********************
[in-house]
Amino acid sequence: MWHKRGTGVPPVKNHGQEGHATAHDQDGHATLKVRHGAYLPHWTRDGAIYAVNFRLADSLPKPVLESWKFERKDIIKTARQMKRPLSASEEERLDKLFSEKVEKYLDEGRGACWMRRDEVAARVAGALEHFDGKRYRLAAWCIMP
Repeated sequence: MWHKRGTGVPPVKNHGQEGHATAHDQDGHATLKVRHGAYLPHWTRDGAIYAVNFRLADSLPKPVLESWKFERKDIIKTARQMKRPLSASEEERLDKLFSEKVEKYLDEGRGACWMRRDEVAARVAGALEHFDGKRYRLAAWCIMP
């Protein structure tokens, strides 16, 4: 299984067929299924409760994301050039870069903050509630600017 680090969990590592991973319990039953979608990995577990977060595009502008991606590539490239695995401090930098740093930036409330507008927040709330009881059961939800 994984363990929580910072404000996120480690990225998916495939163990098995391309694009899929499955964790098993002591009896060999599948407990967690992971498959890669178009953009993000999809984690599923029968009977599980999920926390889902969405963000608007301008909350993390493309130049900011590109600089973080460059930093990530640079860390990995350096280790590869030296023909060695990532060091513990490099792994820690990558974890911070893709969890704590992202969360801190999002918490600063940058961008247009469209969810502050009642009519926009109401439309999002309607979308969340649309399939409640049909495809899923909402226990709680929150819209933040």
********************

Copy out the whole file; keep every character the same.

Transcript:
[in-house]
Amino acid sequence: MWHKRGTGVPPVKNHGQEGHATAHDQDGHATLKVRHGAYLPHWTRDGAIYAVNFRLADSLPKPVLESWKFERKDIIKTARQMKRPLSASEEERLDKLFSEKVEKYLDEGRGACWMRRDEVAARVAGALEHFDGKRYRLAAWCIMP
Repeated sequence: MWHKRGTGVPPVKNHGQEGHATAHDQDGHATLKVRHGAYLPHWTRDGAIYAVNFRLADSLPKPVLESWKFERKDIIKTARQMKRPLSASEEERLDKLFSEKVEKYLDEGRGACWMRRDEVAARVAGALEHFDGKRYRLAAWCIMP
């Protein structure tokens, strides 16, 4: 299984067929299924409760994301050039870069903050509630600017 680090969990590592991973319990039953979608990995577990977060595009502008991606590539490239695995401090930098740093930036409330507008927040709330009881059961939800 994984363990929580910072404000996120480690990225998916495939163990098995391309694009899929499955964790098993002591009896060999599948407990967690992971498959890669178009953009993000999809984690599923029968009977599980999920926390889902969405963000608007301008909350993390493309130049900011590109600089973080460059930093990530640079860390990995350096280790590869030296023909060695990532060091513990490099792994820690990558974890911070893709969890704590992202969360801190999002918490600063940058961008247009469209969810502050009642009519926009109401439309999002309607979308969340649309399939409640049909495809899923909402226990709680929150819209933040």